Inhaling vapor from E-cigarettes is as safe as breathing air, according to a new paper that compared two E-cigarettes with regular cigarettes and air.
Research published in Toxicology in Vitro used a combination of tests to find out whether E-cigarette vapor is harmful to people’s airways. To model the possible harmful effect of E-cigarette vapor, which contains among other things nicotine and flavorings, British American Tobacco partnered with tissue engineering firm MatTek to use a smoking robot with respiratory tissue.
After six hours of exposure to tobacco smoke, cells died off but after an “aggressive and continuous” dose of vapor, the effect on airway tissue was “similar to that of air.”
“By employing a combination of a smoking robot and a lab-based test using respiratory tissue, it was possible to demonstrate the ability to induce and measure aerosol irritancy and to show that the different e-cigarette aerosols used in this study have no cytotoxic effect on human airway tissue,” said BAT spokesperson Dr Marina Murphy.
BAT claim the new methodology could be used to help develop product standards and testing for E-cigarettes in the future. “Currently there are no standards concerning the in vitro testing of e-cigarette aerosols,” said Marina Trani, Head of R&D for British American Tobacco’s next generation nicotine products. “Our protocol could prove very useful in helping the process by which these guidelines might progress,” she added.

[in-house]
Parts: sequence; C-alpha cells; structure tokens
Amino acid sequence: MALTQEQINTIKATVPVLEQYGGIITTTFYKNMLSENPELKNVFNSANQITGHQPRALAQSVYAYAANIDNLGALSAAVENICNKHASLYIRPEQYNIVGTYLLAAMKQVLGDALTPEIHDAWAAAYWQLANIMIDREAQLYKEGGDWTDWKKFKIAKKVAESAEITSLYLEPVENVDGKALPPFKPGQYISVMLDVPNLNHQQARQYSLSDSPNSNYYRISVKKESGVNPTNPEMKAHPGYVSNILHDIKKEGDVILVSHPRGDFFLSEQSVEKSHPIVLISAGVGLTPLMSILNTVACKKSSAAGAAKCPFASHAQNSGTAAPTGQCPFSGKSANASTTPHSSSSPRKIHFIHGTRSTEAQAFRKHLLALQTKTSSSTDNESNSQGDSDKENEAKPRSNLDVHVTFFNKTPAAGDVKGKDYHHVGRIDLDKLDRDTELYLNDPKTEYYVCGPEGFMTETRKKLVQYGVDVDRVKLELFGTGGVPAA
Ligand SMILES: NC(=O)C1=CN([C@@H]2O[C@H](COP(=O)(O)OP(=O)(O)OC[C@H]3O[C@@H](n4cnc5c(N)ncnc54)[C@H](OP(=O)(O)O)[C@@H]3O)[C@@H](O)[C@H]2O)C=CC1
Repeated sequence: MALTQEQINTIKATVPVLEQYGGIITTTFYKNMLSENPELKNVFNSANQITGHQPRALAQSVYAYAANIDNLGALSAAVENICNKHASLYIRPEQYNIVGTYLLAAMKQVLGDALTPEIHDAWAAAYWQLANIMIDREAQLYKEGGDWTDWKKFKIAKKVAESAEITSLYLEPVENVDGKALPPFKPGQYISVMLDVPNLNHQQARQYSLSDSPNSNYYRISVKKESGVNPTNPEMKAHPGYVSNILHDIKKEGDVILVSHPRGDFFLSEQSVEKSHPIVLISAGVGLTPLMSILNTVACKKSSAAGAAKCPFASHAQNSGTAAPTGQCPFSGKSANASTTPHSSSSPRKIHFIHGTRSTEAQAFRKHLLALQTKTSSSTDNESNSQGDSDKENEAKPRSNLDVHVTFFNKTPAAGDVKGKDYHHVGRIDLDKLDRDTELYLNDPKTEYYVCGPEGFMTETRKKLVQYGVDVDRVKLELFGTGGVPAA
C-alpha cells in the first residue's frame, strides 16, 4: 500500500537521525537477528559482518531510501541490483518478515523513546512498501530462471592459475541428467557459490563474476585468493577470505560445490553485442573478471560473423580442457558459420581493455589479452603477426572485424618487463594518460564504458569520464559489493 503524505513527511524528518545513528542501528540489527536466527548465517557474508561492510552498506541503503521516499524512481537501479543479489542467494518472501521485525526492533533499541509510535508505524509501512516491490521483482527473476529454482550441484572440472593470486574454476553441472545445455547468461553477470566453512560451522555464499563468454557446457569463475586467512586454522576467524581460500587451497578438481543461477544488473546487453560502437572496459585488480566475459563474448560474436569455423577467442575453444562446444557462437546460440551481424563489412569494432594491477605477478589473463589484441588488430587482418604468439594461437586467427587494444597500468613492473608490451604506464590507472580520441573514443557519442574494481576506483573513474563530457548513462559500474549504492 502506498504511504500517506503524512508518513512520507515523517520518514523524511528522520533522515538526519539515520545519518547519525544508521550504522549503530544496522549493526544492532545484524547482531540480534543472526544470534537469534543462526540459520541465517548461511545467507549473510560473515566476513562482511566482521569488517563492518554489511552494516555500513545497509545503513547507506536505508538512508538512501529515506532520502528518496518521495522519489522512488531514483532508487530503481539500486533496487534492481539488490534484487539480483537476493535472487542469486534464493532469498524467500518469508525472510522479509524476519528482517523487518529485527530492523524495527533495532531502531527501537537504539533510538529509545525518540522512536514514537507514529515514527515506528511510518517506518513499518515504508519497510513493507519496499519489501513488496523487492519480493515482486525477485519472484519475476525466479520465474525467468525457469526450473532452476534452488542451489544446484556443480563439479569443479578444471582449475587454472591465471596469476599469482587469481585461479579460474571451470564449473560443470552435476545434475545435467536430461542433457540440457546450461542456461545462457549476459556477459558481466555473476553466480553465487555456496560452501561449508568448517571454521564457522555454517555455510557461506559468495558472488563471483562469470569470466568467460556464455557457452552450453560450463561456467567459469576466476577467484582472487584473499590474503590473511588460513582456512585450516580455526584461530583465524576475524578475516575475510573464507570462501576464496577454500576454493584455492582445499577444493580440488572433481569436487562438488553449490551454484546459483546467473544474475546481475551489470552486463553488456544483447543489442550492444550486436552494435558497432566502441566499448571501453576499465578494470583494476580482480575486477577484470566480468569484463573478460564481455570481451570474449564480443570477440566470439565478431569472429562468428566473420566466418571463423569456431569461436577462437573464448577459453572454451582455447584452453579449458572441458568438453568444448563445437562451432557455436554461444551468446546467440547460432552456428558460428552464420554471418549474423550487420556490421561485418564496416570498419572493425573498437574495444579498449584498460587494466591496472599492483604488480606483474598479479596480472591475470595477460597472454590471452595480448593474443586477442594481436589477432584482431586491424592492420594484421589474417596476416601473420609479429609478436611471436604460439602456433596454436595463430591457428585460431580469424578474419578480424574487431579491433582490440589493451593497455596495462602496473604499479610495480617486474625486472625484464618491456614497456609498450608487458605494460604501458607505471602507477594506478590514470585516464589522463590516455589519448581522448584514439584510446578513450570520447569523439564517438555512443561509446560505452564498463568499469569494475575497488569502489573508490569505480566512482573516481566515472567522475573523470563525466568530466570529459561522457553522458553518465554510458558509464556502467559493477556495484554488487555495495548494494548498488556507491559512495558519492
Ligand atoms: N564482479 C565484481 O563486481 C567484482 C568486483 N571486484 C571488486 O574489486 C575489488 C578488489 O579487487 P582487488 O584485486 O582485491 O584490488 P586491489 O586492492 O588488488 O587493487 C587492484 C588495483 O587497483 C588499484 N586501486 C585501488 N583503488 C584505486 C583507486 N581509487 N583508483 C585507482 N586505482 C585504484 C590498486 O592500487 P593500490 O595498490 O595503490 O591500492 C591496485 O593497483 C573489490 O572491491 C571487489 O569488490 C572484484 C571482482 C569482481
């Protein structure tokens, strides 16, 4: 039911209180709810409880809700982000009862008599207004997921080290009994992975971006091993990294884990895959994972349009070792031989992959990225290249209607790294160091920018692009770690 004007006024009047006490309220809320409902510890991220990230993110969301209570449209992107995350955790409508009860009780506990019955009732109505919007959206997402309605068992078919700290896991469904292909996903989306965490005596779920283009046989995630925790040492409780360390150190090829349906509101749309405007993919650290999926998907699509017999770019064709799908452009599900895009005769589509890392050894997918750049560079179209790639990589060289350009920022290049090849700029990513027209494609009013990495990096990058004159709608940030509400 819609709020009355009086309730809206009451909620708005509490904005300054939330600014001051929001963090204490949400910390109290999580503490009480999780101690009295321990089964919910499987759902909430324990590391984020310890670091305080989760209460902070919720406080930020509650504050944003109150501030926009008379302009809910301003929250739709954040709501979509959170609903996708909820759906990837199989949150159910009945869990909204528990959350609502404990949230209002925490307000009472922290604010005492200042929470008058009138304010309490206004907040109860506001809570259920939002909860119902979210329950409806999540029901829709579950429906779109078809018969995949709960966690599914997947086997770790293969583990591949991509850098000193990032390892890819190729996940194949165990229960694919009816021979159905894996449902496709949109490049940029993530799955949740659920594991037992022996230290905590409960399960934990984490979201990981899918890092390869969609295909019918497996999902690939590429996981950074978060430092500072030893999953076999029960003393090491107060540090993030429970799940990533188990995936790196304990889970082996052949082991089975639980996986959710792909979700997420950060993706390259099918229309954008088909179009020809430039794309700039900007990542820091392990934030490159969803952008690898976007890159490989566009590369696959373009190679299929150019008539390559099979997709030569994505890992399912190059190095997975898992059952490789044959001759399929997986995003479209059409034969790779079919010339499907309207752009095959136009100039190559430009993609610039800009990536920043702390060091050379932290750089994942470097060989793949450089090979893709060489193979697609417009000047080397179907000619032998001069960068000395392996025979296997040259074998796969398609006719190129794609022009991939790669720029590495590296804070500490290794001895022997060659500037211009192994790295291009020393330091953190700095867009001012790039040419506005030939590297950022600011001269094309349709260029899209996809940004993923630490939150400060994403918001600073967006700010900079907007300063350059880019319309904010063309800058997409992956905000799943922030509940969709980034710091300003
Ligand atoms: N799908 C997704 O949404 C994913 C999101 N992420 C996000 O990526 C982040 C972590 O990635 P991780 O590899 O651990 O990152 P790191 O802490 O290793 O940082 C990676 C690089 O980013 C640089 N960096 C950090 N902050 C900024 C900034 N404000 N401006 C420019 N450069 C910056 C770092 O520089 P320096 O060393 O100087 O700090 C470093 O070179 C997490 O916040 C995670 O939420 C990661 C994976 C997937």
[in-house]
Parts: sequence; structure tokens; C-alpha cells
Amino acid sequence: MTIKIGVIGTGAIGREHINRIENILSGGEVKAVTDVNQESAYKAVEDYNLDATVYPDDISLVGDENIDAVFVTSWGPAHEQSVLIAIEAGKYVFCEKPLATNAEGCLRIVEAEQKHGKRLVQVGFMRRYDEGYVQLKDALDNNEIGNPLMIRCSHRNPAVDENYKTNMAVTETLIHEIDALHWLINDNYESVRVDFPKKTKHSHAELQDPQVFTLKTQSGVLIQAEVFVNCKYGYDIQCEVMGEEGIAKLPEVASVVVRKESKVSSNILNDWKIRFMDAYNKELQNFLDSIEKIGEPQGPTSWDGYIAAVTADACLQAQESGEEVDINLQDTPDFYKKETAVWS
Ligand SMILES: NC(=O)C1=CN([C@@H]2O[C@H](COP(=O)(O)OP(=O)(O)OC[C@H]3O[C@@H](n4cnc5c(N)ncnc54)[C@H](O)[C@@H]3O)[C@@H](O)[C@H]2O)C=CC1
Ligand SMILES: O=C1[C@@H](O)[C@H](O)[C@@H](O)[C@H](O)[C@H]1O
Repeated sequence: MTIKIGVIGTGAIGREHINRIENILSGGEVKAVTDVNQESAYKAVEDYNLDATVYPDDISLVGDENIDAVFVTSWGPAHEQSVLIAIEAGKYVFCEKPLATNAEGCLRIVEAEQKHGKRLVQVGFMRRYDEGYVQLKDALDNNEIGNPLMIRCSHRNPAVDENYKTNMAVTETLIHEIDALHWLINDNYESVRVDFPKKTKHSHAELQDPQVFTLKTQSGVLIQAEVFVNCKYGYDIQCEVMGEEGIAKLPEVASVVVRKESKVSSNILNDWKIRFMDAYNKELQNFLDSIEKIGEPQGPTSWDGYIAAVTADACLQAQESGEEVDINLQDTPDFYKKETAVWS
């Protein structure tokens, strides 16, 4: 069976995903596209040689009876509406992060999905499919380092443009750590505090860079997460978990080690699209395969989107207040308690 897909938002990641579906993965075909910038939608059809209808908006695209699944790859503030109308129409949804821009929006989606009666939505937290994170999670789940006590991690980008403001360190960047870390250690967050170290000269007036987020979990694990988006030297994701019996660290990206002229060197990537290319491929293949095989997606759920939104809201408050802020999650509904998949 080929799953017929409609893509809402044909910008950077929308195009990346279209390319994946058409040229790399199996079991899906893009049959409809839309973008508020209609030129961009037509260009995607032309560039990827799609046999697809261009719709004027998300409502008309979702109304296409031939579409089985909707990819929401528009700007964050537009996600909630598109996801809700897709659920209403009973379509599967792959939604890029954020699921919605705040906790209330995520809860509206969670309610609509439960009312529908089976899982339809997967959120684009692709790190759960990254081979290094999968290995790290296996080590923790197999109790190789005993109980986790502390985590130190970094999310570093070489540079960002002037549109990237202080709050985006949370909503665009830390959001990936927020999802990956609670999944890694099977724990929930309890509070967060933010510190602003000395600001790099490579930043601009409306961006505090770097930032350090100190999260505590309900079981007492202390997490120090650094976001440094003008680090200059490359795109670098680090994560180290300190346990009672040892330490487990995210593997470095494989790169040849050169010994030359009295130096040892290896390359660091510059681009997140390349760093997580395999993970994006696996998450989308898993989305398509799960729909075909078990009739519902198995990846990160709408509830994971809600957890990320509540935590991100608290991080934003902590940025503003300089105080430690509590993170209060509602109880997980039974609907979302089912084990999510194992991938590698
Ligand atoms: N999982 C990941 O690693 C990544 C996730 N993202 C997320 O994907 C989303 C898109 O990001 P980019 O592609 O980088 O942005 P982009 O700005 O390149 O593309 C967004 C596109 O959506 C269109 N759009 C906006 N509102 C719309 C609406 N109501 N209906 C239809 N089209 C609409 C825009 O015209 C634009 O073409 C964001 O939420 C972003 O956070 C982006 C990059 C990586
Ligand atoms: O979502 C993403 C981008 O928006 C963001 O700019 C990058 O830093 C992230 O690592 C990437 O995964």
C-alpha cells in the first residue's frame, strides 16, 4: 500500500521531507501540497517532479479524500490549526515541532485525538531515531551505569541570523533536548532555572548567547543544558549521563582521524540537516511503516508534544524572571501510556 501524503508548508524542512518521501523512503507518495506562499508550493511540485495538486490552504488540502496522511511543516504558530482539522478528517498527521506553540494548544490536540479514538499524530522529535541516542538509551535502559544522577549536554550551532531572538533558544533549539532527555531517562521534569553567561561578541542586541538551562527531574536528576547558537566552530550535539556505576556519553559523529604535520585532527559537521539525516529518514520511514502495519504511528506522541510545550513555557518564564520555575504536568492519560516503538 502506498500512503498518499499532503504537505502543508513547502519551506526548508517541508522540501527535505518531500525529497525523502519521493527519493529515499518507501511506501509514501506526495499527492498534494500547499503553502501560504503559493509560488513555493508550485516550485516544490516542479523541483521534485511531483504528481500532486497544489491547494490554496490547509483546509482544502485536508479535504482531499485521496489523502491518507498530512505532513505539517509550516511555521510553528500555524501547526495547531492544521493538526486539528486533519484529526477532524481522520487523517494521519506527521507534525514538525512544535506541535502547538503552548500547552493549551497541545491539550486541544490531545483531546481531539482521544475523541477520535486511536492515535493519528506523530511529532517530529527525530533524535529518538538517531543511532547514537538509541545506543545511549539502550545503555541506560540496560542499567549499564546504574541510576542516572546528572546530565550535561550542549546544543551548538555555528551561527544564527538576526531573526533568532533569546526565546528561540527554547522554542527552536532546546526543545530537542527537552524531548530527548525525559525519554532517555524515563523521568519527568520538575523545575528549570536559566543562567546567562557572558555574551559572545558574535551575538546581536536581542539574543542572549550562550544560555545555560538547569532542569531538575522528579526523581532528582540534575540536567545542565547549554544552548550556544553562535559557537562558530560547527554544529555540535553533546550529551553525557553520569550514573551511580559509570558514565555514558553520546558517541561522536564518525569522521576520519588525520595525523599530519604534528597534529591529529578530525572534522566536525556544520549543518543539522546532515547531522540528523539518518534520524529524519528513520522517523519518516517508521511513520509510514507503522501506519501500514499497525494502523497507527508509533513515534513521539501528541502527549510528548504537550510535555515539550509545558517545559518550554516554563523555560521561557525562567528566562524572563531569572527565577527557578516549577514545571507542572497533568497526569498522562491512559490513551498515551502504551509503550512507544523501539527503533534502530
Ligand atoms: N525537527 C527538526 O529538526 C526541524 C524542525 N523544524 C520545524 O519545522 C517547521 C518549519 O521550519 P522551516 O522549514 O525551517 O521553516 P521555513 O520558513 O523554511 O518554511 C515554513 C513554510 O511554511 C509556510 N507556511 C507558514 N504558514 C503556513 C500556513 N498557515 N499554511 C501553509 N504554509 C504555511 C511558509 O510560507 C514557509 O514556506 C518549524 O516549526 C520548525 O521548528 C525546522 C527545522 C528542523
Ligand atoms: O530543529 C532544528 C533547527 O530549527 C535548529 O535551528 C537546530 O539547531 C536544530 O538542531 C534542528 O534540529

The study comes as state lawmakers in California proposed to ban the use of E-cigarettes in public places. Democratic Sen. Mark Leno of California is sponsoring the bill as part of a series of anti-tobacco crackdowns.
“Decades ago, the tobacco industry tried to fool us into believing that filtered cigarettes were a healthier alternative to traditional cigarettes, and now they’re making the same claims about e-cigarettes,” said Leno. He went on to claim that the tobacco industry is “using a new delivery system, which is currently addicting the children of California to toxic nicotine.”
While the authors of the study confirm the consensus view that E-cigarettes are far less harmful than regular tobacco products they say that “further studies are required to fully assess their safety for long-term use”
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